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DESTINY, FL-Developers of the first “eco-sustainable city” in the US claim that it does not contribute to sprawl, while state officials argue that it’s dozens of miles from the nearest urban area. It may take several more years to determine who is right.

Land Co. of Osceola County LLC is moving forward with its plans to build Destiny, a 64-square-mile city at the crossroads of Florida’s Turnpike, US 441 and State Road 60. The first phase of development will involve the 500-acre Alternative Energy Industrial Park that aims to create thousands of “green collar” jobs.

“The basis for our city is building around jobs, not houses,” Randy Johnson, Destiny’s chief operating officer, tells GlobeSt.com. The idea is to develop 20 million square feet of commercial space in all sectors, along with enough housing stock that will not only provide homes for thousands of employees but render all other residential options in Central Florida obsolete, he says.

Destiny—not to be confused with Destin, the beachside city in the Florida Panhandle—is the brainchild of Delray Beach developer Anthony V. Pugliese III and Fred DeLuca, founder of the Subway sandwich shop chain. The partners are putting $250 million toward realizing their vision, according to Johnson: “This is not just a business for them, it’s a passion to change the world.”

State officials may need to be convinced otherwise. Destiny has yet to submit an application to the Florida Department of Community Affairs, which already faces a backlog of proposals for more than 600,000 new homes and 500 million square feet of commercial space statewide.

The DCA has already publicly criticized Osceola County over proposed changes to its comprehensive land use plan that would allow development over at least 500,000 rural acres. The department suggests that the county should consider clustering developments, rather than allowing standalone projects such as Destiny.

Johnson, a former state legislator, counters that Destiny will not contribute to sprawl because its 41,300-acre land mass includes a strictly enforced greenbelt around the city. He points out that only 5% of Osceola County is currently built, which puts pressure on local officials to encourage development.

“The old-school way of shoving people in houses in outlying areas and forcing them to drive long distances to work, play and shop contributes to an unhappy lifestyle,” he says. “It’s so much more difficult to replumb an old city than to build a new one. We have the capacity to do it right.”

The proposal to create Destiny has the attention of anti-sprawl groups such as the Urban Land Institute, which focuses more on the effectiveness of where projects are built. Although the city’s green intentions are good, the group points out that they could be countered by making people drive miles out of their way to get to those jobs. Destiny’s location is nearly an hour’s drive from Orlando and roughly 30 miles from the nearest existing city.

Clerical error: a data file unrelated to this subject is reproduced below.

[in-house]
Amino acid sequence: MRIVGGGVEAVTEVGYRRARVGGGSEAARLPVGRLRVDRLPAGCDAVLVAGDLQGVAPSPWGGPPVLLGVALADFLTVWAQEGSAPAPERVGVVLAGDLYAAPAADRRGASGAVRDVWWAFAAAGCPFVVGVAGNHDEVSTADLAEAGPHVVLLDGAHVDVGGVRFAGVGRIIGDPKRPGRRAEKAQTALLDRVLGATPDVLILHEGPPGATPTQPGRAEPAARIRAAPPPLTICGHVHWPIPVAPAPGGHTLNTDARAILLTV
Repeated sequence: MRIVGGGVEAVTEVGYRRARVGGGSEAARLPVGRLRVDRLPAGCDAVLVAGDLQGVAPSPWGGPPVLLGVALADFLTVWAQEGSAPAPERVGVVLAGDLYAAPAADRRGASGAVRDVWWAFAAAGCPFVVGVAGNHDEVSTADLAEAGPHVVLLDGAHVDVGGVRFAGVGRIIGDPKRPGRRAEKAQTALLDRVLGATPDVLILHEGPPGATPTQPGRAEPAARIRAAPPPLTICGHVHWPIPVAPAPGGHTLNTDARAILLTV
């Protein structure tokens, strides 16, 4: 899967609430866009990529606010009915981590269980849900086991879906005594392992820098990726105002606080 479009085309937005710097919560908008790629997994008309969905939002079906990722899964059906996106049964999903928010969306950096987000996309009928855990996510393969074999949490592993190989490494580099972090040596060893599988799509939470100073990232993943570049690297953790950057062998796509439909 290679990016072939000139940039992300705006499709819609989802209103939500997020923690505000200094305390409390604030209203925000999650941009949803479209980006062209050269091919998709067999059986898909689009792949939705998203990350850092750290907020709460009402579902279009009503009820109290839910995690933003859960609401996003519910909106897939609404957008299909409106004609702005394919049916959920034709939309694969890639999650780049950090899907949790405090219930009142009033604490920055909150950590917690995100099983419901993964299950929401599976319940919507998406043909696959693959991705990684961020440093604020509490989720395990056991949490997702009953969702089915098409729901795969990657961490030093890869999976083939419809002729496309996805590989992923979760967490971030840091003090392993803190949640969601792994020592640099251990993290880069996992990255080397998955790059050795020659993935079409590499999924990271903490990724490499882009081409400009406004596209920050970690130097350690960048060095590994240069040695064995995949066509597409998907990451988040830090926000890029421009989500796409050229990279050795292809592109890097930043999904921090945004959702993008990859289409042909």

“We will have a return to greenfield building in America when the economy starts up again. The question we have before us now is how do we build it better,” observes Ed McMahon, senior fellow at ULI’s headquarters in Washington, DC. “Destiny appears to be trying to do the right thing, but they have to be able to provide jobs for the people there and they have to keep their footprint pretty tight.”

Destiny’s first phase, expected to start in late 2011 or early 2012, is being built in a partnership announced April 30 with Dominion Development Partners, an affiliate of Richmond, VA-based Lingerfelt Cos. Its Alternative Energy Industrial Park will initially include a technology incubator, distribution center and research-and-development facilities, with future phases including a “power island” supplying energy to the city, ethanol and biodiesel processing, and waste-to-energy plants.

The industrial park is aimed specifically at attracting companies that seek to develop and manufacture new, clean technologies such as solar power and fuel cells, allowing them to benefit from synergies that will ideally reduce startup and operating costs. “We have decided to do the hard part first,” says Pugliese, Destiny’s managing partner and CEO.

Johnson, who has met recently with Florida Gov. Charlie Crist to discuss Destiny’s development plans, says the city is well on its way to signing multimillion-dollar contracts with companies and plans announcements at a later date. “We are writing deals at the absolute worst time that you can imagine for business,” he says. “We think we’re going to hit the market just right.”

One bit of unfinished business its developers must tackle first is a pending lawsuit filed last year by a Syracuse, NY-based company over existing use of the Destiny name. Johnson says negotiations are continuing with the plaintiff, Destiny USA Enterprises LLC.

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